Friday, July 26, 2013

Diane comments on “Be calm to help kids cope with tragic events” SF Chronicle

Be calm to help kids cope with tragic events” SF Chronicle, Dr. Winston Chung offers advice on the importance of parents talking with children to help them better understand and cope with tragedy.

A parent’s tendency to want to protect their child from unpleasant emotions is understandable but brain science tells us to take a different approach.

Children are right hemisphere dominant, which is interested in emotions and the meaning and feel of an experience. The left hemisphere likes to know the linear cause-effect relationships in the world and uses language to express that logic. Each part of the brain does their unique job but they also need to work together as a whole to function well, for a child to thrive both emotionally and intellectually.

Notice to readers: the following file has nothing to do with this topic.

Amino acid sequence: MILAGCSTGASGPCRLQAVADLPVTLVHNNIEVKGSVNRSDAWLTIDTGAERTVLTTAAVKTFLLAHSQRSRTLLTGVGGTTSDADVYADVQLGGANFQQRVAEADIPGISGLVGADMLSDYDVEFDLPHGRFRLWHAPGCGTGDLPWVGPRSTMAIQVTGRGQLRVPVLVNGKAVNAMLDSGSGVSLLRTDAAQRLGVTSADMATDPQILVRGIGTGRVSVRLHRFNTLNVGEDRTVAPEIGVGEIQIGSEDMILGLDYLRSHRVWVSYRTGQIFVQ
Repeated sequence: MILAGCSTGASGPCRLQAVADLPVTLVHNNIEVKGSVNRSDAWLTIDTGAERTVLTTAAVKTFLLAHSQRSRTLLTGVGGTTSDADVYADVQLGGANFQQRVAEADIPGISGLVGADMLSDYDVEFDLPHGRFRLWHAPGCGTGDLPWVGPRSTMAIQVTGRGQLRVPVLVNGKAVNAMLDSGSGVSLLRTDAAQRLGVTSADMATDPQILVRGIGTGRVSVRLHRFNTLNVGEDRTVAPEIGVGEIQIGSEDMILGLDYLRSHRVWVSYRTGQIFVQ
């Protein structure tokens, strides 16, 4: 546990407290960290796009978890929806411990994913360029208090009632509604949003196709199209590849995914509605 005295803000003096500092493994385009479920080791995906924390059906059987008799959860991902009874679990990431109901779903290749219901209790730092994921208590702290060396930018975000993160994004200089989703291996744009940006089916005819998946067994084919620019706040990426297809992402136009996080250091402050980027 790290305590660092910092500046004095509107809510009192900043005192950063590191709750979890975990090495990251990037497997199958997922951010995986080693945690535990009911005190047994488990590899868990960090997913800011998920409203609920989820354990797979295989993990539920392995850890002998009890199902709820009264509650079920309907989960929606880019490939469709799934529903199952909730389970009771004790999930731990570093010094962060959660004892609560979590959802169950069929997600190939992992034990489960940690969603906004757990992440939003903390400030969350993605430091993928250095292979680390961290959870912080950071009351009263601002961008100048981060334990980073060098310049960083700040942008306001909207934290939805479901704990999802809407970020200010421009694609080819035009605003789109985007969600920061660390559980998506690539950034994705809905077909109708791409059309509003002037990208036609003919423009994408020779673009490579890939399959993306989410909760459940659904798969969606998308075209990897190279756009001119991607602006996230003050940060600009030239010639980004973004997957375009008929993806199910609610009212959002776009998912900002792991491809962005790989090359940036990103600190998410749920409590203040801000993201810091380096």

When a child’s brain is not integrated, the child becomes overwhelmed by their emotions, which feels chaotic and confusing. Re-telling the story of a frightening or painful experience helps integrate the brain. Talking with children about what happened and how they felt when they fell and scraped a knee, or faced a bully at school, or were disappointed they don’t make the team—all these experiences bring on strong emotions. The re-telling of what happened brings the left side of the brain into the picture and helps a child tame and name the emotions they are experiencing.  Empathy and perspective springs from that experience.

No comments:

Post a Comment